About the magazine

CSR TIMES is an exclusive monthly English magazine on Corporate Social Responsibility. This is an initiative of 'First Step Foundation' - an NGO that is working since 2005 towards the cause of society.

The objective of CSR TIMES is to provide a platform for the Corporate Houses, NGOs, Foundations, etc al to showcase their CSR activities so that the good work that they are doing for the society should not remain confined to their internal newsletters. CSR TIMES covers news, interviews, information, facts, figures, and much more on CSR. If the readers feedback is to be trusted, CSR Times has already become a niche magazine on the subject. Presently, CSR TIMES is reaching the top management in Indian and Multinationals, Corporate Houses, PSUs, Government Agencies, Ministries, NGOs, Foundations, etc.


His story reminds me of the book -- "The Monk who sold his Ferarri" by Robin Sharma. Keeping his status quo at bay, S. Sreedhar, former Vice President - Operations, India Infoline Ltd. dedicates his life to carry out funerals for the abandoned bodies (with no claims). His story is a great inspiration for scores whose hearts long unrelentingly for social service.

We generally here stories about numerous individual doing social service selflessly yet their operational areas are common educational healthcare, financial assistance, philanthropy etc al. One rarely here someone thinking beyond these common interest areas. But this jinx was broken when off late CSR Times encountered a person who landed up in a terrain which doesn't interest most.

This is a story of S. Sreedhar, who liberated himself from the corporate shackles (leaving a well paid job in 2013) , to rise above the meterialism and serve humanity in some way on his part. It wasn't in his dreams until he came across book in 1985. While reading the 3rd volume DeivaththinKural, 2nd edition with a mind already spiitually oriented by benign kindness of Kavi Yogi Maharishi Shuddandha Bharathi, that life came to a halt for him, as if Paramacharya Shri Chandra Sekharandra Saraswathy ( a senior Potiff of the Kanchi Kama koti Mutt) is speaking one on one to Sreedhar. He says "page 211 took complete control of my psyche and I stopped reading it further". This turned as a turning point in his life and his entire being as well coloured in the hues of the teachings of Paramacharya. What directed Sreedhar on the human path was this. The Paramacharya says, " The human body is a gift of almighty in which the five elements are unified and life bestowed. When life departs, It is imperative, that the body is conveyed back to the Giver, by returning the components parts to the five elements from where the assimilation came. This conveying can be done either through cremation or through burial, performed in a proper manner. This is entirely our responsibility, the responsibility of living, failing which we incur the displeasure of the elements".

Failing to restrain himself from meeting His Holiness, Sreedhar immediately rushed to see the Paramacharya in person and submitted his resolve to carry out his mandate. This was the inception for him on his new journey in life, as if it was the birth of a new life, a new S.Sreedhar. Alike countless others, his childhood was as normal as it could be, but when it comes to social service his mother is one of the greatest inspirational sources for him." My mother used to feed whoever came to our home, give clothes to the needy," he shares. Now one must be wondering what service does he perform for society? He carries out funerals for the unclaimed and abandoned bodies. In the process of carrying out funerals, his allies are a group of 30 IT professionals in the age group of 25-35. The nature of his regime is twofold. The team collects bodies from either old age homes or hospitals. The old age homes in Chennai keeps the team in loop about any old age demise and Sreedhar's team immediately transports the body in a dedicated van from there to the nearest burial/cremation ground. Thereafter all the last rites are performed with due respect which cost him and his team Rs 1500 per body.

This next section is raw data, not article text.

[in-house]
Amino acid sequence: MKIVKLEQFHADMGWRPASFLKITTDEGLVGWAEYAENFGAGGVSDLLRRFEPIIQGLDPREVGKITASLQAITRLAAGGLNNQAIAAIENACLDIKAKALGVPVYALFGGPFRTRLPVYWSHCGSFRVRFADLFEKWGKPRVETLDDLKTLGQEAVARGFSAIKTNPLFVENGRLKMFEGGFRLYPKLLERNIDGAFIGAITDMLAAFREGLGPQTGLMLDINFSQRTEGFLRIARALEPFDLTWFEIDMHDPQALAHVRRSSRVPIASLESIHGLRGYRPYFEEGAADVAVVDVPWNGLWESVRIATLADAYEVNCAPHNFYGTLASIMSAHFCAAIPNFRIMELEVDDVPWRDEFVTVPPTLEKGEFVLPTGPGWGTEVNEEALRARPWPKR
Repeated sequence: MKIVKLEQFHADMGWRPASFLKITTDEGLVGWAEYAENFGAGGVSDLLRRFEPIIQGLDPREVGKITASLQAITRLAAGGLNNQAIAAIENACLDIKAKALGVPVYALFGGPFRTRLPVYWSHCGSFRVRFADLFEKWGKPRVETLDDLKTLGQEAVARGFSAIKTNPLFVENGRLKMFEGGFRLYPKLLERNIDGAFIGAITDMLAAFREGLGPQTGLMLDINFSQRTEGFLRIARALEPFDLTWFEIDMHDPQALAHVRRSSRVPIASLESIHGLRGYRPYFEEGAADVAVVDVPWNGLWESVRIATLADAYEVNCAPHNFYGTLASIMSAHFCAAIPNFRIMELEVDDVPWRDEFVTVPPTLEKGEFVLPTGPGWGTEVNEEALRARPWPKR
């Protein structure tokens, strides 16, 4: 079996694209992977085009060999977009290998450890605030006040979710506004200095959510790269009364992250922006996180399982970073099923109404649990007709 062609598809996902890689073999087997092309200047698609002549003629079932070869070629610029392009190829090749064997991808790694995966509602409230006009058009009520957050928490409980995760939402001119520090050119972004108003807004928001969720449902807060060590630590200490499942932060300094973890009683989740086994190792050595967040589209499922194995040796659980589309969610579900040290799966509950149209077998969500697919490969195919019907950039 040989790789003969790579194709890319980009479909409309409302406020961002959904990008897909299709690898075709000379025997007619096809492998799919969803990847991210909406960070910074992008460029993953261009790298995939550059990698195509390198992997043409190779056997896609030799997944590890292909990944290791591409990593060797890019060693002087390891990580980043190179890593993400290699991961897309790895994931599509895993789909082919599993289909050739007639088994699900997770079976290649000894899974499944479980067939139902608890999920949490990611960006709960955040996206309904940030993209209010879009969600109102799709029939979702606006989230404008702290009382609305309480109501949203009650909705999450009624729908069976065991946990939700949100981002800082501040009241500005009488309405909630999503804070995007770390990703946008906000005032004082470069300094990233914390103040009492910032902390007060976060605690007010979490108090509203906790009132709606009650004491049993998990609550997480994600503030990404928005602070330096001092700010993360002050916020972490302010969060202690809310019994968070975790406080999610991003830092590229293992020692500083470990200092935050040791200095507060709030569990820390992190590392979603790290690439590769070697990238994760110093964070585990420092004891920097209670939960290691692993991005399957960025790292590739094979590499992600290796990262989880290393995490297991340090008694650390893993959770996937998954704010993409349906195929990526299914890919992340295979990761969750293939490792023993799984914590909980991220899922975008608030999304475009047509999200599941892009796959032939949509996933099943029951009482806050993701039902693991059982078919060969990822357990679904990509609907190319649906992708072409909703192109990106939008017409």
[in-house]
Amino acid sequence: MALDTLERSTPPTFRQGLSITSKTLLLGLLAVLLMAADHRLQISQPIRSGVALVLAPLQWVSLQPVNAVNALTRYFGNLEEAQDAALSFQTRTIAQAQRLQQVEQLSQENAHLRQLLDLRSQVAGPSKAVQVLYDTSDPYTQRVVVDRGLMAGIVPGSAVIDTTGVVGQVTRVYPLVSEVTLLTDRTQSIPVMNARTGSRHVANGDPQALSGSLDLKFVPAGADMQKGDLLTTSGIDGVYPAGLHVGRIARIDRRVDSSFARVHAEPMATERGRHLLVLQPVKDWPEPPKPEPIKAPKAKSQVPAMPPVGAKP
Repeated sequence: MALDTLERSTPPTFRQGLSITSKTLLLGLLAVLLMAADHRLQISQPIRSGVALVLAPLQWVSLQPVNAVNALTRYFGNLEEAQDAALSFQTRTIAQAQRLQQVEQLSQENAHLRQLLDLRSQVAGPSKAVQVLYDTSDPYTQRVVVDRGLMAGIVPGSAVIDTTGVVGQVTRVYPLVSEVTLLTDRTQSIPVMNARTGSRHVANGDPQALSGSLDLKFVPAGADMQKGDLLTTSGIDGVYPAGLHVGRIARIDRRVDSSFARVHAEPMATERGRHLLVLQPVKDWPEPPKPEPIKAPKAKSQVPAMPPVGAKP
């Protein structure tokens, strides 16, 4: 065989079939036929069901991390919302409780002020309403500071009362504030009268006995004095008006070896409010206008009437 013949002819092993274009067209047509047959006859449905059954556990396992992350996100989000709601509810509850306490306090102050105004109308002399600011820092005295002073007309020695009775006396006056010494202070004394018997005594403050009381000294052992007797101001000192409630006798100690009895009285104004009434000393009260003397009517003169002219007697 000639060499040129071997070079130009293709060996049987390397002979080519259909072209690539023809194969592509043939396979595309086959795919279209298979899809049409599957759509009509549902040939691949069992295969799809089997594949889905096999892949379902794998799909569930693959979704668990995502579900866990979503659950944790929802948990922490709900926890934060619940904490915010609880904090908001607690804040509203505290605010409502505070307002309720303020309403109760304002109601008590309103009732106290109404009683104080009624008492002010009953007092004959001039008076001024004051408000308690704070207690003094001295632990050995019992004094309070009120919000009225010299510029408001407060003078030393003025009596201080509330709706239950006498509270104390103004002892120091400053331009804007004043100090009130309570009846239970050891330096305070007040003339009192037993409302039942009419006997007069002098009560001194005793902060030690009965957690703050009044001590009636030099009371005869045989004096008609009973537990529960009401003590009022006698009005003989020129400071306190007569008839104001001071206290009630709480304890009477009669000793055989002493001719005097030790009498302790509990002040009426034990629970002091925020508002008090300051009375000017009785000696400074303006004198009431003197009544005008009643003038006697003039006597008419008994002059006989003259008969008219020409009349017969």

His other part of the regime includes collecting unclaimed bodies from various hospitals, which is done after a call once in a month from police. The work is carried out on Sundays only as most of the team members are working professionals. Now it may surprise you that the team consists of even young ladies. Basis the ideology of the Paramacharya (no discrimination on any basis), prayers are offered in all languages while the funerals are being carried out. The entire process, from collecting the bodies from the hospitals to the burial venue, and arranging the other necessities for the burial, costs Rs 800 per body. As the social work grew in its scale and multitude, Sreedhar directed his energies to establish Anatha Pretha Kainkarya Trust (a Public Charitable Trust) on July 5, 2001. The Trust also inherits the lineage of carrying out the last rites for the unclaimed and dead people. But moving a step ahead, the trust also extends financial support to needy individuals, who want to give a decent burial to their dead but have no financial wherewithal to carry out their desire. While asked how the financial aspect of the trust and its activities is taken care, the servant to humanity shares:-Knowing about ourwork, the general public and philanthropists support us through donation." Digging deep into his life, we came to an understanding that it gives Sreedhar a great solace and builds an inner strength in him to do anything required for the good of all, is what is the driving force behind his selfless service to a domain of humanity for the last 29 years where nobody pays heed. In the endeavour, he has successfully carried the last rites for 1443 dead people. On the other hand, his initial professional life was quite challenging and an increasing need and the growing institutional support and likeminded people's encouragement led Sreedhar to become a fullfledged social worker and he volunteered to take a pre -mature retirement from his services as Vice President - Operations at I I FL on July, 1,2013.What made him think this way is that he wanted to completely dedicate his life in the domain, where no other responsibility may bother him. His efforts didn't stop here and the coming times were to expand its reach to a further extensive service, hence another trust - Parobhakar Trust was born on August 30, 2013. Sreedhar joined hands with some of the likeminded people and laid the foundation of this trust. With the meaning "helping others", the trust aims at bridging the gap between CSR funds, philanthropic donors and the suffering and struggling NGOs and individuals. "Our Trust will provide assistance and support in the functioning of NGOs who have undertaken service projects in the society and help them fulfill their objectives. It will undertake A to Z service activities from the new born baby to cremation," says the social worker. Sreedhar and his team's operational areas are limited to Chennai only at the moment, yet he is more than willing to expand the outreach of the trust's services by reaching out to people in the same domain who are serving humanity at large. Feeling a greater need of such initiatives, he shares that once the number of volunteers will rise and donations will pour in increasingly, they can move ahead with a much more extensive service regime. His life is a story of awakening to one's mission in life, to fulfill the task for what he had been chosen. The rest while corporate guy follows the pure asceticism of the Maha Periyava (whom he considers as his role model). In his own words he says, "It inspires in me ideals of the extinction of the self and propels me to perform seva unmindful of rewards." Bringing the conversation to a close he said, The Society has given so much to us, every human being should reciprocate to the society in whatever way he can, or else the life of such people will remain unattended and incomplete." Alike him, people should pay heed to such critical yet unattended issues of the society so as not to leave any area unattended and make an inclusive protective ring.